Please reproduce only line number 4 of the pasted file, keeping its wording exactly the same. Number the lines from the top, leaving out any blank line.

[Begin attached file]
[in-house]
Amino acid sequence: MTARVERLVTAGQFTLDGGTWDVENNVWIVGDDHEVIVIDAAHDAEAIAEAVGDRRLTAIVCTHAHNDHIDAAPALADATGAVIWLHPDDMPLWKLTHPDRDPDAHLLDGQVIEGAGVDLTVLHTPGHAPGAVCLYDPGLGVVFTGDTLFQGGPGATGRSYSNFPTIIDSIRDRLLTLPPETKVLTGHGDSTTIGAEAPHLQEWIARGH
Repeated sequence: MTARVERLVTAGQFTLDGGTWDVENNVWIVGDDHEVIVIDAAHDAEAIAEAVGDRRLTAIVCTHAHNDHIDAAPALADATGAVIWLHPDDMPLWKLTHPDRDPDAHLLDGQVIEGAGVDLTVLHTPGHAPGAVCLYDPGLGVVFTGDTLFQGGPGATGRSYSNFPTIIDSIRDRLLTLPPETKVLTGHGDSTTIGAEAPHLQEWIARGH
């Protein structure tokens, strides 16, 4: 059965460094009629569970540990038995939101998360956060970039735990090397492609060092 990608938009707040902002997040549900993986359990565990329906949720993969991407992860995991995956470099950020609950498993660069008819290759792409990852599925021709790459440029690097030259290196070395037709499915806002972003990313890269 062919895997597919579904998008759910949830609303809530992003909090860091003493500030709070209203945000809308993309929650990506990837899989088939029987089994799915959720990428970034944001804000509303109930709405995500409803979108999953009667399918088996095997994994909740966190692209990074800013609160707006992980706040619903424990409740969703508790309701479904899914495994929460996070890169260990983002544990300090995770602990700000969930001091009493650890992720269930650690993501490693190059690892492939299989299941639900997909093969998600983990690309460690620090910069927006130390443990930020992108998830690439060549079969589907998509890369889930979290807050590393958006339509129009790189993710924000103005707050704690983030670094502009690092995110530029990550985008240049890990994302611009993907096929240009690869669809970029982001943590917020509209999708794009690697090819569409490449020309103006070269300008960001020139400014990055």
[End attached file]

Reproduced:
């Protein structure tokens, strides 16, 4: 059965460094009629569970540990038995939101998360956060970039735990090397492609060092 990608938009707040902002997040549900993986359990565990329906949720993969991407992860995991995956470099950020609950498993660069008819290759792409990852599925021709790459440029690097030259290196070395037709499915806002972003990313890269 062919895997597919579904998008759910949830609303809530992003909090860091003493500030709070209203945000809308993309929650990506990837899989088939029987089994799915959720990428970034944001804000509303109930709405995500409803979108999953009667399918088996095997994994909740966190692209990074800013609160707006992980706040619903424990409740969703508790309701479904899914495994929460996070890169260990983002544990300090995770602990700000969930001091009493650890992720269930650690993501490693190059690892492939299989299941639900997909093969998600983990690309460690620090910069927006130390443990930020992108998830690439060549079969589907998509890369889930979290807050590393958006339509129009790189993710924000103005707050704690983030670094502009690092995110530029990550985008240049890990994302611009993907096929240009690869669809970029982001943590917020509209999708794009690697090819569409490449020309103006070269300008960001020139400014990055």